Helicobacter pylori Infection can Cause Chronic Urticaria


Dr Pradip Kumar Das    26 December 2017


Helicobacter pylori infection, chronic urticaria, allergens, permeability

Helicobacter pylori (H. pylori) is a bacteria that is identified in the stomach and cause peptic ulcer in most of cases.1 The exact route of infection remains unknown but oral or fecal/oral exposure is the most likely cause of man-to-man transmission. Not only the gastrointestinal tract, other areas are also the target of H. pylori infection. The skin is an example and several studies have found a link between H. pylori infection and chronic urticaria.2 It is postulated that infection with H. pylori increases the permeability of the mucosal lining of the stomach and thus increases the exposure to allergens in the gastrointestinal tract. Moreover, the immune response to H. pylori produces antibodies that encourage release of histamine in the skin.3

Case Report

A 47-year-old young man with history of suffering of functional bowel disorder persistently for the last 3 years, presented with the appearance of papulovesicular rash with marked itching and swelling of both the forearms and hands with some maculopapular rash in the other parts of the body with itching.

Examination revealed linear excoriations, erythematous papules in both the forearms and 1-2 vesicles in the palm and swelling of the forearms (Figs. 1 and 2).

Gastrointestinal, cardiovascular system and respiratory, neurological examinations revealed nothing significant. Findings from a complete blood cell count, assays for blood urea nitrogen level, thyroid function, liver function, stool routine parasites were normal and negative stool occult blood test except ultrasonography (USG) upper abdomen showed Grade 1 fatty liver and gastroscopy revealed H. pylori associated moderate chronic active gastritis and moderate chronic active duodenitis with moderate villous atrophy.

The patient was given oral clarithromycin 500 mg twice-daily, amoxicillin 1 g twice-daily, pantoprazole 40 mg twice-daily, amitriptyline 25 mg at bedtime daily along with levocetirizine 5 mg and calamine lotion was applied locally twice-daily for 2 weeks.

Following 2 weeks of treatment, the excoriated papules and vesicles improved significantly, but slight pruritus was present. Besides these, no adverse effects were noted. At 4 weeks follow-up, the lesions remained improved (Figs. 3 and 4).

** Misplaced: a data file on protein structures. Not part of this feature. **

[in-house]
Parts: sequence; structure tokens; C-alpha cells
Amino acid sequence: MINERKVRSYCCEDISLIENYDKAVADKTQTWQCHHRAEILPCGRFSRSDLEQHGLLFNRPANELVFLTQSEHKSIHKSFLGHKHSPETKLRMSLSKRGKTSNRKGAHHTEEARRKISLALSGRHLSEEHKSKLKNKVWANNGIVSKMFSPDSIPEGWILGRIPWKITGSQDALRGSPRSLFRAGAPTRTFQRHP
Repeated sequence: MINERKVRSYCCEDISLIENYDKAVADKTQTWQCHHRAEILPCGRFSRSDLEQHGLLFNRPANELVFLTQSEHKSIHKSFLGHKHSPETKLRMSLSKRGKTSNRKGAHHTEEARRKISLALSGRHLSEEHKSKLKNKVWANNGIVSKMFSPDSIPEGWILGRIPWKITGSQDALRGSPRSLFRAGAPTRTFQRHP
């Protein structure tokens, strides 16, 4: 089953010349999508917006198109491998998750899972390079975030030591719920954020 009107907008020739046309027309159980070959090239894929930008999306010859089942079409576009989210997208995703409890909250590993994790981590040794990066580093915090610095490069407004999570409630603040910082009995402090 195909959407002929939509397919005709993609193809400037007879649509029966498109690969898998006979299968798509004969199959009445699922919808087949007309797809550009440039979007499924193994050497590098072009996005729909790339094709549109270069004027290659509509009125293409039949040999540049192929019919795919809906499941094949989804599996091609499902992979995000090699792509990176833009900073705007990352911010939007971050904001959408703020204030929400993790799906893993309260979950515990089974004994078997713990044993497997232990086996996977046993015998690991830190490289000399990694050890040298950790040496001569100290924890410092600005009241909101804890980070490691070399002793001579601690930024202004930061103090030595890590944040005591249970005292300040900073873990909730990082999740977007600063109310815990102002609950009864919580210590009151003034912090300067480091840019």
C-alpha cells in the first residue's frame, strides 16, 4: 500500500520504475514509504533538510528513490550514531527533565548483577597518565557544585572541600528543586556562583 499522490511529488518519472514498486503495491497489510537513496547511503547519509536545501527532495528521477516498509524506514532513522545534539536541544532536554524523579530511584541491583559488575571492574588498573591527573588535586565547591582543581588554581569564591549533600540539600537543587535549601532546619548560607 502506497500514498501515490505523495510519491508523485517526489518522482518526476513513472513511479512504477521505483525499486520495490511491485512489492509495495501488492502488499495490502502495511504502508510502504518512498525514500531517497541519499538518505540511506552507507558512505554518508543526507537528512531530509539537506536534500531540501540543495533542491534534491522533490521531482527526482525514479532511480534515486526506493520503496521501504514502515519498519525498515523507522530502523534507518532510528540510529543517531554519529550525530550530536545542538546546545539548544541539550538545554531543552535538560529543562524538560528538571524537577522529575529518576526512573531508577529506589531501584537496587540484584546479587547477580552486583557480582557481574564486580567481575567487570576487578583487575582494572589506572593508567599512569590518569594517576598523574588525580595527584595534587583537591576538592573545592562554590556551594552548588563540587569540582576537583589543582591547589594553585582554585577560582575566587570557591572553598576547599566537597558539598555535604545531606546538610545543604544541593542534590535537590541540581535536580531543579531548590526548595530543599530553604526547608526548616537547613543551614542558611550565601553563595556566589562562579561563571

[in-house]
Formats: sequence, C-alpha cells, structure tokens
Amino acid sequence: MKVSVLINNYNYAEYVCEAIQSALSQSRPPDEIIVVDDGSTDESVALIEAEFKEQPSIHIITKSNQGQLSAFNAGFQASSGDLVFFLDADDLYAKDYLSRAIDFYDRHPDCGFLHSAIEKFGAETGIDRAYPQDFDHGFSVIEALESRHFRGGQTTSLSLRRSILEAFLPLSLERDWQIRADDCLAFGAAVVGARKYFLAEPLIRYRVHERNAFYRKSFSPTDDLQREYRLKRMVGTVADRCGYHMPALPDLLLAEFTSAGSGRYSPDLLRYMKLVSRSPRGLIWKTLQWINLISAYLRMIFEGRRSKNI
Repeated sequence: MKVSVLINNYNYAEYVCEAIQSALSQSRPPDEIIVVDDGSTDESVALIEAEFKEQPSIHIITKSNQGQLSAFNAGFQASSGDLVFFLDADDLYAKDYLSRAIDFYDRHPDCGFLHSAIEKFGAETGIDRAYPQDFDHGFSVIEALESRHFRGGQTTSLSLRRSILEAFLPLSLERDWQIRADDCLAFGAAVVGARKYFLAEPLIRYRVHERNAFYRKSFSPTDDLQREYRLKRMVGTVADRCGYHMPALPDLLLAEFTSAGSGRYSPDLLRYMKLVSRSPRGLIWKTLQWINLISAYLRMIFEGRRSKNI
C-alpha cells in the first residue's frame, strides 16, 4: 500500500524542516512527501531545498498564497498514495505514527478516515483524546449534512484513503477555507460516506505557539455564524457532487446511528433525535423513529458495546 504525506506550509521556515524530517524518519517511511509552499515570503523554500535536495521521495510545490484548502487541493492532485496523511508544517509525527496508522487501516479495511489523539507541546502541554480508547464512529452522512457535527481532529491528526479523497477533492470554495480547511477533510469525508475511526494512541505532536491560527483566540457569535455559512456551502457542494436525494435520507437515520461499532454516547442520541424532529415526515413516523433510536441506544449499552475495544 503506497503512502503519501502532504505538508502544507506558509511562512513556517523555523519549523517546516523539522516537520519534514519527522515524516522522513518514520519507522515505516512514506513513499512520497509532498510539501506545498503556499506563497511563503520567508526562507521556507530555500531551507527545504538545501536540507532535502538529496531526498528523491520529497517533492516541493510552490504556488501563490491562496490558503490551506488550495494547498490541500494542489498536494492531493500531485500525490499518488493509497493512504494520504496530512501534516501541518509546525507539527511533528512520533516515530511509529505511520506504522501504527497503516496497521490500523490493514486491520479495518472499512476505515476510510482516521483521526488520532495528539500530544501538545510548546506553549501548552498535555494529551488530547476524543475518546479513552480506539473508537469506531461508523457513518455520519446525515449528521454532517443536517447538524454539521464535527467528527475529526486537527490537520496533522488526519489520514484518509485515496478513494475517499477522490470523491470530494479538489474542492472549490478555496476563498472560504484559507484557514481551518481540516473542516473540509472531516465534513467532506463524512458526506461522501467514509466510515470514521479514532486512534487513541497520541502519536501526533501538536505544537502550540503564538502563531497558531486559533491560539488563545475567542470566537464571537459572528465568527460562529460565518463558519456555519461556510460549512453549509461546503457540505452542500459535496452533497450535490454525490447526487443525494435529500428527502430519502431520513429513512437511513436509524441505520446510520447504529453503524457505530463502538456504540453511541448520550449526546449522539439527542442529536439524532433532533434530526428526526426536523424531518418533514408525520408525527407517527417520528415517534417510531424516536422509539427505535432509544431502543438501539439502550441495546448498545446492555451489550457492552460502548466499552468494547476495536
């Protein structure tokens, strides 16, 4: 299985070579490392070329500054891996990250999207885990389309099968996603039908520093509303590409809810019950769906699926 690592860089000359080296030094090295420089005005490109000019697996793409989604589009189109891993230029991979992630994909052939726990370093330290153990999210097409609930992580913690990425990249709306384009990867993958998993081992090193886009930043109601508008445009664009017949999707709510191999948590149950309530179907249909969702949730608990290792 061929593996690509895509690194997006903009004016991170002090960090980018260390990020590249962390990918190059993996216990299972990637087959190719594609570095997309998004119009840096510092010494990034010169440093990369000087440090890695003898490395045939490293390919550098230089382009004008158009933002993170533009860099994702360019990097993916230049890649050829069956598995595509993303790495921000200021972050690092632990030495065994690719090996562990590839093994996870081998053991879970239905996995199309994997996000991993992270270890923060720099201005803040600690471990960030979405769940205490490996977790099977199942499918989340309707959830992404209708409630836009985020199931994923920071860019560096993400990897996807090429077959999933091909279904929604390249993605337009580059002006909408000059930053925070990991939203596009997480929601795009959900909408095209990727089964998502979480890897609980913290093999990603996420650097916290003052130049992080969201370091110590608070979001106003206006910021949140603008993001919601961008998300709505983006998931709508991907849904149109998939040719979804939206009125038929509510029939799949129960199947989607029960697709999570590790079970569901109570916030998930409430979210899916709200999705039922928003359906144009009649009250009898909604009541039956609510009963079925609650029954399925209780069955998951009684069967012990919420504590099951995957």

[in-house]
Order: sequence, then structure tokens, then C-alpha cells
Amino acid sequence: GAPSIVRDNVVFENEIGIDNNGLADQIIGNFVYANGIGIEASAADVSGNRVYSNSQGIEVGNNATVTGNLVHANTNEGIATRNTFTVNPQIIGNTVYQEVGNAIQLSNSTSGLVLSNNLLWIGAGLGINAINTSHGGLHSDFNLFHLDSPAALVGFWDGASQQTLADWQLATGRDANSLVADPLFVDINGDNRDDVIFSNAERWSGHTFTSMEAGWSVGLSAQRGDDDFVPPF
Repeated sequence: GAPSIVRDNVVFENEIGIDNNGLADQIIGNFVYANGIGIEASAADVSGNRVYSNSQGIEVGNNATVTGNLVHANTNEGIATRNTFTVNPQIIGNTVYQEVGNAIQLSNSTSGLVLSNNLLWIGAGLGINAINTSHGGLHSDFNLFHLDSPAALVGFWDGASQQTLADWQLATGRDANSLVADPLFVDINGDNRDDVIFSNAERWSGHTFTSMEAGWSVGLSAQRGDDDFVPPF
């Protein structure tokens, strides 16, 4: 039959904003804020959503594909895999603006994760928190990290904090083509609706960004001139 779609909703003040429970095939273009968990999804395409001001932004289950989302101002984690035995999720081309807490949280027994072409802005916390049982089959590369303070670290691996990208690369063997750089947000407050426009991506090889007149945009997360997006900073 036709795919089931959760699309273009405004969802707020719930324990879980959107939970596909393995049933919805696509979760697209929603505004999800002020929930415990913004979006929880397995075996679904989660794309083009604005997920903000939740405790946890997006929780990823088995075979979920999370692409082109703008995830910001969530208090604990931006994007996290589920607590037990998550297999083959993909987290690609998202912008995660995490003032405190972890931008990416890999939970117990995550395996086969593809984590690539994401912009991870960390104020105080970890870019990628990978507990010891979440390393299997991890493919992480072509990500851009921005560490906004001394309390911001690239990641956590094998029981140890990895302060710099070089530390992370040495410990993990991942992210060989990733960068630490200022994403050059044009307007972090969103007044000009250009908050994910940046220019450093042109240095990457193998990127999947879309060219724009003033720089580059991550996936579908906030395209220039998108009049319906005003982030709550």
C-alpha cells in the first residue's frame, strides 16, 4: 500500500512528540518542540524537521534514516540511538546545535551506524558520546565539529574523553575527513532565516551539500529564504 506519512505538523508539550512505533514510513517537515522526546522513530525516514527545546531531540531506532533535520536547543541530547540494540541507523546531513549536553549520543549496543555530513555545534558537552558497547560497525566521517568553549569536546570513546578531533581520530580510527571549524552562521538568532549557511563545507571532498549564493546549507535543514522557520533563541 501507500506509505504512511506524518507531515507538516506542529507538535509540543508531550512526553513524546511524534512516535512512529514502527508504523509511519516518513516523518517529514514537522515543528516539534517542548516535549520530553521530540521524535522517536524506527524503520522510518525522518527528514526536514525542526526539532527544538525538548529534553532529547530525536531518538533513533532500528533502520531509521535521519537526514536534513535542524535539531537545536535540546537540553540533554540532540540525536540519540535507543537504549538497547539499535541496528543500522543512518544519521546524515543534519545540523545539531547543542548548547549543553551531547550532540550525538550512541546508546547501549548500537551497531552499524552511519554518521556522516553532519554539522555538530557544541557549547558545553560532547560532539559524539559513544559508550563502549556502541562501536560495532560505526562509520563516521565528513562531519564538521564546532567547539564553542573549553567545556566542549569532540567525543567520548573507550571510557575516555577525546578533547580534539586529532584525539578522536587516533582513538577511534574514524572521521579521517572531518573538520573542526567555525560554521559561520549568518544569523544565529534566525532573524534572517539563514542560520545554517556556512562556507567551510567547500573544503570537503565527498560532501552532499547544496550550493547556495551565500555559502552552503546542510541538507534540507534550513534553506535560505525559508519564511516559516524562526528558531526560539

According to the definition of chronic urticaria, it is “A recalcitrant skin disease characterized by pruritic wheals lasting more than 6 weeks in the absence of physical cause.”1 The symptoms of chronic urticaria are caused by the release of histamine and other skin mediator chemicals, where triggering factors are infections or infestations, food additives or nonsteroidal anti-inflammatory drugs (NSAIDs).

However in many cases, there is no known triggering factor to be identified and in that case it is designated as ‘idiopathic’ chronic urticaria. A number of studies have indicated that H. pylori infection can play a role in the development of urticaria/hives because of the damage caused to the stomach by the H. pylori infection, which leads to an increase in permeability of the delicate mucosal lining.2 After that the immune system leads to inflammation on the skin layers. Besides these several other mechanisms are actively playing in the immune system for the development of chronic urticaria in H. pylori-infected persons.

Some studies have shown partial or complete remission in urticaria in patients who have successfully eradicated H. pylori, compared to patients who have not eradicated the infection.4 Moreover, several other studies have revealed that complete removal of H. pylori infection has a greater outcome on certain skin diseases like chronic urticaria, Behcet disease, lichen planus, atopic dermatitis, Sweet disease and systemic sclerosis, but diseases like psoriasis and rosacea associated with H. pylori infection even on complete eradication of H. pylori after full treatment showed unsatisfactory response.5,6


Because chronic urticaria is a condition that can have a significant impact on quality-of-life, detection of H. pylori and its total removal from the body indeed leads to a positive outcome.6 In fact, a review paper on the role of H. pylori in skin disease makes the following recommendation:

“To cure at least some patients from quality-of-life reducing chronic urticaria, it seems worthwhile to eradicate H. pylori in all patients with chronic urticarial and H. pylori infection.”7

Limitations of this study include that only a single case is presented, so no definitive conclusion can be drawn about the complete removal of H. pylori in skin diseases at present.


  1. Chey WD, Wong BC; Practice Parameters Committee of the American College of Gastroenterology. American College of Gastroenterology guideline on the management of Helicobacter pylori Am J Gastroenterol. 2007;102(8):1808-25.
  2. Cover TL, Blaser MJ. Helicobacter pylori in health and disease. Gastroenterology. 2009;136(6):1863-73.
  3. Yadav MK, Rishi JP, Nijawan S. Chronic urticaria and Helicobacter pylori. Indian J Med Sci. 2008;62(4):157-62.
  4. Federman DG, Kirsner RS, Moriarty JP, Concato J. The effect of antibiotic therapy for patients infected with Helicobacter pylori who have chronic urticaria. J Am Acad Dermatol. 2003;49(5):861-4.
  5. Hernando-Harder AC, Booken N, Goerdt S, Singer MV, Harder H. Helicobacter pylori infection and dermatologic diseases. Eur J Dermatol. 2009;19(5):431-44.
  6. Magen E, Mishal J, Schlesinger M, Scharf S. Eradication of Helicobacter pylori infection equally improves chronic urticaria with positive and negative autologous serum skin test. Helicobacter. 2007;12(5):567-71.
  7. Wedi B, Kapp A. Helicobacter pylori infection in skin diseases: a critical appraisal. Am J Clin Dermatol. 2002;3(4):273-82.

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